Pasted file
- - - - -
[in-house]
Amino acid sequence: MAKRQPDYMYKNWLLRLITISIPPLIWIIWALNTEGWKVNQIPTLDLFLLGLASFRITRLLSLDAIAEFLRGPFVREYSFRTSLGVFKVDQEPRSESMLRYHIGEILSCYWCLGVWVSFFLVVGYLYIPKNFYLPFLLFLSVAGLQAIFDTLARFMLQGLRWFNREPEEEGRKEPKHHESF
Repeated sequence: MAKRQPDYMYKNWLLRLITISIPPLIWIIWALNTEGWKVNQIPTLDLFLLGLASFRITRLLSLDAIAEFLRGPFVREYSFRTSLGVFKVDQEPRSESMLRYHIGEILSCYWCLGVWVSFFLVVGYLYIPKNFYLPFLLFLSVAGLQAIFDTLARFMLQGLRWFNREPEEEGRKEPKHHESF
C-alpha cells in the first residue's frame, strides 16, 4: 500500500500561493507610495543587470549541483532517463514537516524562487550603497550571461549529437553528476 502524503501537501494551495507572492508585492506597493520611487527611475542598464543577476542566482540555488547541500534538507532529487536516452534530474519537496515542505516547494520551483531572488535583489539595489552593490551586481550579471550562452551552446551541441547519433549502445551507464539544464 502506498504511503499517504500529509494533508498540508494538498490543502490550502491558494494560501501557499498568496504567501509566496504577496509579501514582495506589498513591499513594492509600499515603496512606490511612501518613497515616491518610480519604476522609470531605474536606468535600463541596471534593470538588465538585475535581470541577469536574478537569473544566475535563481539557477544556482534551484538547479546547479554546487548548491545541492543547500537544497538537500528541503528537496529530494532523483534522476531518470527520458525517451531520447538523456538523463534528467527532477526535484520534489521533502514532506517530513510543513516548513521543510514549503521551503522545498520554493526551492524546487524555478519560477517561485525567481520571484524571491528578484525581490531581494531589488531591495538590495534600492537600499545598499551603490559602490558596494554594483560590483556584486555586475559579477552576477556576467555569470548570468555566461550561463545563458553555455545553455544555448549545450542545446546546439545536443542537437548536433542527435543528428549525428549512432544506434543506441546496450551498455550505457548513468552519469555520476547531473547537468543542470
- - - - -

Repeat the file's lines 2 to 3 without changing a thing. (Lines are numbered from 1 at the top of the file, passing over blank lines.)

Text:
Amino acid sequence: MAKRQPDYMYKNWLLRLITISIPPLIWIIWALNTEGWKVNQIPTLDLFLLGLASFRITRLLSLDAIAEFLRGPFVREYSFRTSLGVFKVDQEPRSESMLRYHIGEILSCYWCLGVWVSFFLVVGYLYIPKNFYLPFLLFLSVAGLQAIFDTLARFMLQGLRWFNREPEEEGRKEPKHHESF
Repeated sequence: MAKRQPDYMYKNWLLRLITISIPPLIWIIWALNTEGWKVNQIPTLDLFLLGLASFRITRLLSLDAIAEFLRGPFVREYSFRTSLGVFKVDQEPRSESMLRYHIGEILSCYWCLGVWVSFFLVVGYLYIPKNFYLPFLLFLSVAGLQAIFDTLARFMLQGLRWFNREPEEEGRKEPKHHESF